Cooking up a life

The course of Nirnberg's life is chronicled in her recipes, spiced with the people she knew and the families she created.

By SIMA BORKOVSKI
August 1, 2006 20:56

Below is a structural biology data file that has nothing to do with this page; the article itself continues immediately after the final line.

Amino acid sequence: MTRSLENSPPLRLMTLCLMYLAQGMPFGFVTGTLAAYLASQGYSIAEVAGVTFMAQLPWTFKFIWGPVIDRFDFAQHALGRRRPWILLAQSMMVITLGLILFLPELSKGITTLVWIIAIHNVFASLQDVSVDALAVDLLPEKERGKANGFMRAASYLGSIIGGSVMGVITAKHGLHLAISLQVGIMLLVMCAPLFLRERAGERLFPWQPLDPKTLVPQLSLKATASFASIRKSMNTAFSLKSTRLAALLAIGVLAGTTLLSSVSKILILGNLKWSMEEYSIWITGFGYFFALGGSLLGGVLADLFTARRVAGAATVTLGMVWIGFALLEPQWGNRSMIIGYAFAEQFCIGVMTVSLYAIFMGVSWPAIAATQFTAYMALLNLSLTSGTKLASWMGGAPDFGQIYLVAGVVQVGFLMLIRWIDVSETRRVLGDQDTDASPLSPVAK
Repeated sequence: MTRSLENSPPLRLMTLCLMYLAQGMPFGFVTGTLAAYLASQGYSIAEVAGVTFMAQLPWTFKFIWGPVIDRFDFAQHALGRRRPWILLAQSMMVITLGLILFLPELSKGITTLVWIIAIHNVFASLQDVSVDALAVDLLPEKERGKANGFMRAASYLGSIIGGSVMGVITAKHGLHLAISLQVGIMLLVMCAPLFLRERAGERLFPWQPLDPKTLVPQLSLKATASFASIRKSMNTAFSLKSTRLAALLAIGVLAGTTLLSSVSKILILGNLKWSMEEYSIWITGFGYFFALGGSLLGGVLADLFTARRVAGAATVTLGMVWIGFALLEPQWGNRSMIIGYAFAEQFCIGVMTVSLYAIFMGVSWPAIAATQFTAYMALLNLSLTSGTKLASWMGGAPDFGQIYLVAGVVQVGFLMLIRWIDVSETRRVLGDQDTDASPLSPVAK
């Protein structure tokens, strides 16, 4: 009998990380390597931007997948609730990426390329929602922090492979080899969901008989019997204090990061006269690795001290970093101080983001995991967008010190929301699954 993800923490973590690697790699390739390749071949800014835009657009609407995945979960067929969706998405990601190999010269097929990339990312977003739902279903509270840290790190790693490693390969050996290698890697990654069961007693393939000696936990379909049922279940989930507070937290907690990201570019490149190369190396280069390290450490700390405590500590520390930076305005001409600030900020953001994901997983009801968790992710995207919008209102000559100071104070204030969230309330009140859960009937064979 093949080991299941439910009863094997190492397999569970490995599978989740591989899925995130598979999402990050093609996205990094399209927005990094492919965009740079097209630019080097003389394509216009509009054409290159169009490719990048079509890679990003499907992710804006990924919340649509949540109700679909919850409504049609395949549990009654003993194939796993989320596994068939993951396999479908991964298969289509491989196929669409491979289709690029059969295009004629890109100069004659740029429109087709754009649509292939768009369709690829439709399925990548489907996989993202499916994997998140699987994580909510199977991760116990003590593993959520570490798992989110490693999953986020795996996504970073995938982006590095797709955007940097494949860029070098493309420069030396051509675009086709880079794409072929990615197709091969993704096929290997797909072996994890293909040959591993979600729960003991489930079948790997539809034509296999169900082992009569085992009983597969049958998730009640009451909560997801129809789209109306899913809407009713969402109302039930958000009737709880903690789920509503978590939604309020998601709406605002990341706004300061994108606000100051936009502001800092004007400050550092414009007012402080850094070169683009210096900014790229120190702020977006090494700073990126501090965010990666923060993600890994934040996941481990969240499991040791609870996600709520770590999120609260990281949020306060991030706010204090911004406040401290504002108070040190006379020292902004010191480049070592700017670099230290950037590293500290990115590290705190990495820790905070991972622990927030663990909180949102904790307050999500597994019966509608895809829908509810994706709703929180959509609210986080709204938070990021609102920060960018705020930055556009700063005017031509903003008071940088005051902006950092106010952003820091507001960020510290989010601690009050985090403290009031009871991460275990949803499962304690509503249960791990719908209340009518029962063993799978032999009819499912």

At the age of 83, Margalit Nirnberg finally realized her long-held dream and published her very own cookbook. From Margalit's Kitchen is not an ordinary cookbook. In addition to the wonderful color photographs and great recipes, Nirnberg's cookbook tells the story of her remarkable life and, with it, the story of Jerusalem. Born in 1923, Margalit Bar-Zion, a third-generation Jerusalemite, grew up in what she remembers as "a loving house" with her four sisters and three brothers. Her mother had given birth to a total of 18 children, but 10 of them had died in infancy or early childhood. Nirnberg has lived most of her life in Jerusalem, except for six years when she lived with her family in Tel Aviv. They had moved in order to be closer to Nirnberg's sister, who had married and moved to the big city. In those days, Nirnberg recalls, girls were married off at a very young age. Her sisters were wed by the time they were 13, and Margalit was considered quite the old maid when she had not married by the time she was 15. So the family returned to Jerusalem to find her a husband. "My mother could not understand why no man had asked for my hand in marriage yet and was very distressed about it," recalls Nirnberg. Salvation came soon after when Nahum Netanel, then 24, asked to marry her. "I caught only a quick glance of him when he came to our house. I was too shy and I hid from him. He was practically a complete stranger to me, and, up until our wedding day, I didn't even know his name," she says. Recalling those days, Nirnberg does not voice anger or resentment, and even nostalgically recalls her colorful wedding party in the Bukharan compound. Netanel was very tender and loving and soon she grew to love and cherish him, she says now. Life has not been easy for her, yet there is something very calm and soothing about Nirnberg, even when she speaks about some of her most difficult experiences. Within only a few years, she was a young mother of four small children, living in the Old City in besieged Jerusalem during the War of Independence. When the Old City fell to the Jordanians her husband was taken prisoner. For an entire year, she cared for her children alone, in the poor, newly founded State and the even poorer city. Then Netanel was released - only to die shortly after in a car accident on his way to a reception in honor of the returned prisoners of war. Nirnberg continued to struggle to provide for her children. Yet she also continued to find, and, almost astoundingly, continues to focus on the good instead of the difficult. She prefers to talk about her friendships with her neighbors rather than on the grief and hunger, on women's strength rather than on their vulnerability. "Even before the war, we women in the Old City used to help each other with everything. We even breastfed each other's babies when one of us was short of milk. I can recall breastfeeding Fatma's baby. She was our Arab neighbor. To me, it was natural. I even tried to find her after the war, but never succeeded," she says. The course of Nirnberg's life is chronicled in her recipes, spiced with the people she knew and the families she created. She learned old Sephardi recipes in her mother's kitchen and new ones from her husbands. Netanel's family had taught her the ways of the Kurdish kitchen. After Netanel died, she married David Shloush, of Egyptian descent and learned the secrets of the Egyptian cuisine. But like Netanel, Shloush died young. With no professional training, she took on work as a domestic. For seven years, she cleaned. And then she found love a third time, nine years later, with Moshe Nirnberg. From him she learned to cook Ashkenazi delicacies, such as gefilte fish and kugel. But Moshe Nirnberg died in the late 1970's, after 10 years of marriage. She recalls that they were waiting together for a bus, when Nirnberg put his head on her shoulder. At first she thought he was only resting, but, to her great horror, she discovered that he was no longer breathing. The bus driver drove them to the hospital, but he was already dead. She continued to work for years, eventually promoted to the position of cloak room attendant at the Knesset. She retired in 1988 at the age of 65. Her small pension from her years at the Knesset provides her with enough to live on. But after her retirement, she realized that she did not want to live alone in her Jerusalem apartment. Now, Nirnberg lives in the Golden Hill retirement home for the elderly in French Hill. Here, she befriended a Hungarian widower, Meir Vardi, and together they discovered that love can be found even in old age. Vardi recently passed away, at the age of 86. The Hungarian dishes that he taught her to cook have, of course, found their way into her cookbook, too. "I'd dreamed of publishing my own cookbook for quite a long time, but somehow it never worked out," she says now. And when she did prepare a manuscript, it was rejected by several publishing houses. Determined, she approached Kavim Publishing House in Tel Aviv. They approved the project immediately. "They were very kind to me right from the beginning," Nirnberg says. "After we signed the contract, all the meetings were held in Jerusalem, for my convenience." Editor Na'ami Keshet Levanon interviewed Nirnberg for hours and edited her stories into the book. Photographer Ro'i Yehuda photographed the notes and scraps of paper on which she'd scribbled and recorded recipes, and these photos were also included. "We created a book that is also my life story," Nirnberg says, pleased. Preparing the many dishes, she was surprised to find how difficult a task a cookbook is. Nirnberg had to cook nonstop for six months to try out and perfect the recipes. "My daughter from Karmiel came to give me a hand and we got another oven and put it in the living room. My neighbors let me use their refrigerators to store the food." But in the end, she says with a broad smile, everyone benefited - "because they all enjoy my cooking so much." Nirnberg's eyesight is deteriorating now, and she continues, more seriously, "Because my eyes are so weak and I know how terrible blindness must feel, I've decided to donate all the money I received from my publishers to an association for blind children. I didn't want to make any profits from this book, as for me it was merely the fulfillment of a dream." Nirnberg has already sold some 3,000 copies of "From Margalit's Kitchen." Published in Hebrew, the book was released in time for Hebrew Book Week. It is now available in most bookstores, retailing for NIS 98.